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I recently read some article about the linux kernel having vulnerabilities, I can't recall exactly where. Being new to linux, do you guys have some references on how I should prevent remote access to my station and other things?

I am using Ubuntu 15.x as a dual OS.

closed as too broad by Mike Ounsworth, Steffen Ullrich, Neil Smithline, Ohnana, schroeder Jan 29 '16 at 22:12

Please edit the question to limit it to a specific problem with enough detail to identify an adequate answer. Avoid asking multiple distinct questions at once. See the How to Ask page for help clarifying this question. If this question can be reworded to fit the rules in the help center, please edit the question.

  • In general: just apply the security updates that are provided (you should get a popup when new ones are available). And it makes a difference if you're using 15.04 (2015-April release) or 15.10 (2015-October release) since security updates for 15.04 will cease in a few months. – drewbenn Jan 29 '16 at 20:42
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    Marking as too broad of a question. – Robert Mennell Jan 29 '16 at 20:43
  • This is either too broad or too simple to answer. Patch: that's the only way you can resolve the kernel vulnerabilities. If you want all the ways that you can prevent remote access, then that's too broad. – schroeder Jan 29 '16 at 22:12
  • Gm1 - I see all your questions have been closed so far. Please re-read our help center and How to Ask pages to understand why, and what we expect in a post. Thanks – Rory Alsop Jan 30 '16 at 10:22
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I read some article about linux kernel having vulnerabilities

The linux kernel is a huge piece of software. Here is a list of 1338 vulnerabilities that have been previously discovered and patched in the linux kernel. Can you be more specific?

how should I prevent remote acces to my station and other things?

The topic of hardening a linux system has entire textbooks and entire courses devoted to it. In general (just like on Windows or Mac), you need to look at which programs are running and ask yourself "Does this need to be running?". If no, then turn it off, if yes, then do some googling to find best-practices for hardening it. Repeat for all software that is running. In general, the out-of-the-box configuration of a linux system is pretty secure, so I wouldn't worry too much about it. Almost all things that could grant "remote access" are things you have to turn on manually.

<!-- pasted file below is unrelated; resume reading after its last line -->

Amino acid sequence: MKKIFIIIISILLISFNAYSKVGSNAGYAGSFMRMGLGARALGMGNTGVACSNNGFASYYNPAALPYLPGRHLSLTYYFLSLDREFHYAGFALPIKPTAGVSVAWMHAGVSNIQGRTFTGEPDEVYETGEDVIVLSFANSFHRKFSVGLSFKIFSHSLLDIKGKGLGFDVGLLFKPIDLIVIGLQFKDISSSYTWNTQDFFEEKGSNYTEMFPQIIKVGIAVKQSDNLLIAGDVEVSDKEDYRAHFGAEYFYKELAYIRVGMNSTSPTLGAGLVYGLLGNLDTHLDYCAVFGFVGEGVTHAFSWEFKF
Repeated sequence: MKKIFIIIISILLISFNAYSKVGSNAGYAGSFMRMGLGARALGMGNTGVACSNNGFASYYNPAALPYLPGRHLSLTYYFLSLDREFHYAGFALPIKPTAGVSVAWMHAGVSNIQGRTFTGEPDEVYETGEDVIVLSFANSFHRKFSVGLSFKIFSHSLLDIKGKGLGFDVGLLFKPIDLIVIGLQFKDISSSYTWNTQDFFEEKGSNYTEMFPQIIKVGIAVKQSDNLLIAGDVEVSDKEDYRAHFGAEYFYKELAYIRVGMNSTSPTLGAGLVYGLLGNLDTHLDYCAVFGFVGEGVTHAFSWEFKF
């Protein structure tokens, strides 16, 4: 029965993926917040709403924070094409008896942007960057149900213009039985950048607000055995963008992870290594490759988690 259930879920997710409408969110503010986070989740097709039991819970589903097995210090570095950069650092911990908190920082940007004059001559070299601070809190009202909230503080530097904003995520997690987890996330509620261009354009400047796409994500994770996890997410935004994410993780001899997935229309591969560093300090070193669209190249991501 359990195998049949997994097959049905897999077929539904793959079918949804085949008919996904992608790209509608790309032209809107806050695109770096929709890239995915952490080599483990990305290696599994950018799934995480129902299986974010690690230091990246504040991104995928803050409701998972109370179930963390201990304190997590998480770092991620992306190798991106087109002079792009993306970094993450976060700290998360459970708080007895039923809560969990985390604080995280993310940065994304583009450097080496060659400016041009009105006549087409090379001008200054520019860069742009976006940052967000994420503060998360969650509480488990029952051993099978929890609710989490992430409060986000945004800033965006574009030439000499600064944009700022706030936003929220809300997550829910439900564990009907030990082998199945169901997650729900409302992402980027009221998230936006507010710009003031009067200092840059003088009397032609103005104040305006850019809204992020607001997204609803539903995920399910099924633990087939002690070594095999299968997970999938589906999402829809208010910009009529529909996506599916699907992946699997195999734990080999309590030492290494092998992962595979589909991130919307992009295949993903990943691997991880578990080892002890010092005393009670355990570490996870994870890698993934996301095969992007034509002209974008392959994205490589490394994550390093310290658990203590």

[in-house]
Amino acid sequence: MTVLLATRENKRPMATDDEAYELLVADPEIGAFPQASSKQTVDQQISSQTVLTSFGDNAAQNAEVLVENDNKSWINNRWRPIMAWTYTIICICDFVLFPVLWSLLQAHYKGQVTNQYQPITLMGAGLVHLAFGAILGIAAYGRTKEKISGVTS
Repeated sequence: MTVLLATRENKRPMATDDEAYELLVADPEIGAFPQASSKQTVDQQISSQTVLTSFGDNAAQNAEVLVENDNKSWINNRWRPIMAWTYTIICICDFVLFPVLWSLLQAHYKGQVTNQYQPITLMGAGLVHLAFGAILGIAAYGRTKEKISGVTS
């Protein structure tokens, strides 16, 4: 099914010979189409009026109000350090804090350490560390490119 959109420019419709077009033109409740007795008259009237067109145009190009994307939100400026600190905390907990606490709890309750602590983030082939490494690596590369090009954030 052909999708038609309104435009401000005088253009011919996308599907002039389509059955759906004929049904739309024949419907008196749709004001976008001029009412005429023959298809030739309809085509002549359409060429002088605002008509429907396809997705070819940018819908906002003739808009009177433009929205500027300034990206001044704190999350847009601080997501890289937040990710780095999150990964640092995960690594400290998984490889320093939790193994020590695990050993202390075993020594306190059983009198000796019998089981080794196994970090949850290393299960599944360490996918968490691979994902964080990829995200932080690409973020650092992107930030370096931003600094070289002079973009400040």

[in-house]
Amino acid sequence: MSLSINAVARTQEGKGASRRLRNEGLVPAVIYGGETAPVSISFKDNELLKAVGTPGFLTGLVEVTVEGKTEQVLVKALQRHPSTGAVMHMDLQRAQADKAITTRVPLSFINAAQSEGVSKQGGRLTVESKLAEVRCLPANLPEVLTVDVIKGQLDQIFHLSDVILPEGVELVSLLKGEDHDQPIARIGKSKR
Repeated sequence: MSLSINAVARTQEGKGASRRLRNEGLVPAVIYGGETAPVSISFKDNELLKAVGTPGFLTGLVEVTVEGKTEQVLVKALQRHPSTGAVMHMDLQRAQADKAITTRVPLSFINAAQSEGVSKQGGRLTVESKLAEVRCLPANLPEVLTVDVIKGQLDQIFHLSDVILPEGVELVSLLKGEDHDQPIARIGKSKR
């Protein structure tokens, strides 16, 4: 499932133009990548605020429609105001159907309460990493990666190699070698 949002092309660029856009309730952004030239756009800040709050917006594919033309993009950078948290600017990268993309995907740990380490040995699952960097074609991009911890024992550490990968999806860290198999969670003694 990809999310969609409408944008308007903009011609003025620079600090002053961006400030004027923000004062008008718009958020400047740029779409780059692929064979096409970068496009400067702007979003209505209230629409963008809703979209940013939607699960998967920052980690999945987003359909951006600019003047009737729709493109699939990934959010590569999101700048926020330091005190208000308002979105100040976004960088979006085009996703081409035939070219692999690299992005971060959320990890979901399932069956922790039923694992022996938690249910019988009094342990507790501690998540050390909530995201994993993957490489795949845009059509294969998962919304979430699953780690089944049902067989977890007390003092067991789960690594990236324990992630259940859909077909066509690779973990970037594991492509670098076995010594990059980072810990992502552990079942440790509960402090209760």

You're going to need to be a lot more specific and provide a lot of details about your system if you want any kind of useful answer on this site.

  • What if one vulnerability isn't valid? How many are left? – NoOneIsHere Jul 6 '16 at 19:36
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I'm going to qualify the below advice by pointing out that, obviously, securing computers from technical attacks is its own entire industry, and people spend their whole careers doing exactly that. There is no bottom to the rabbit hole of securing your machine. So the below advice obviously doesn't cover everything. But, in practical terms, if you follow it you'll almost certainly be fine.

  1. Regularly install updates. On Ubuntu, this means running sudo apt-get update && sudo apt-get upgrade every couple days. Or, better yet, adding a cron job to run it daily or hourly.

  2. Install a firewall (you probably already have the iptables firewall installed. It's a good firewall. Use that), and make sure it has a default-drop policy for the FORWARD and INPUT chains, a default allow policy for OUTPUT, and only allow the bare minimum for input. What does that mean? It means your iptables.conf file looks like this:

    *filter
    :INPUT DROP [0:0]
    :FORWARD DROP [0:0]
    :OUTPUT ACCEPT [0:0]
    -A INPUT -p icmp -j ACCEPT 
    -A INPUT -i lo -j ACCEPT 
    -A INPUT -m state --state RELATED,ESTABLISHED -j ACCEPT 
    
  3. Don't visit dodgy websites / e-mails, don't download things from places or people you don't trust, don't plug in devices you don't trust (so, don't pick up random USB drives off the ground and plug them into your machine), and don't run executables from websites you aren't very sure about.

  4. Don't use public wifi networks. Ever. If there's a hardware switch on your computer to turn the wifi card on or off, leave it off. Otherwise, just make sure that, by default, your computer won't try to join wifi networks.

  5. Don't leave your computer alone in a public place or with people you don't have a very good reason to trust.

  6. Every time you do walk away from your computer, make sure the screen is locked.

  7. If a website you're accessing supports HTTPS, make sure you always access it over HTTPS. Bookmark the https link so you don't need to constantly type the https:// part at the beginning. And / or just install HTTPS Everywhere.

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    Or, better yet, adding a cron job to run it daily or hourly. Much better to use an existing, already-debugged, tool like unattended-upgrades instead of trying to create your own method. – drewbenn Jan 29 '16 at 22:10

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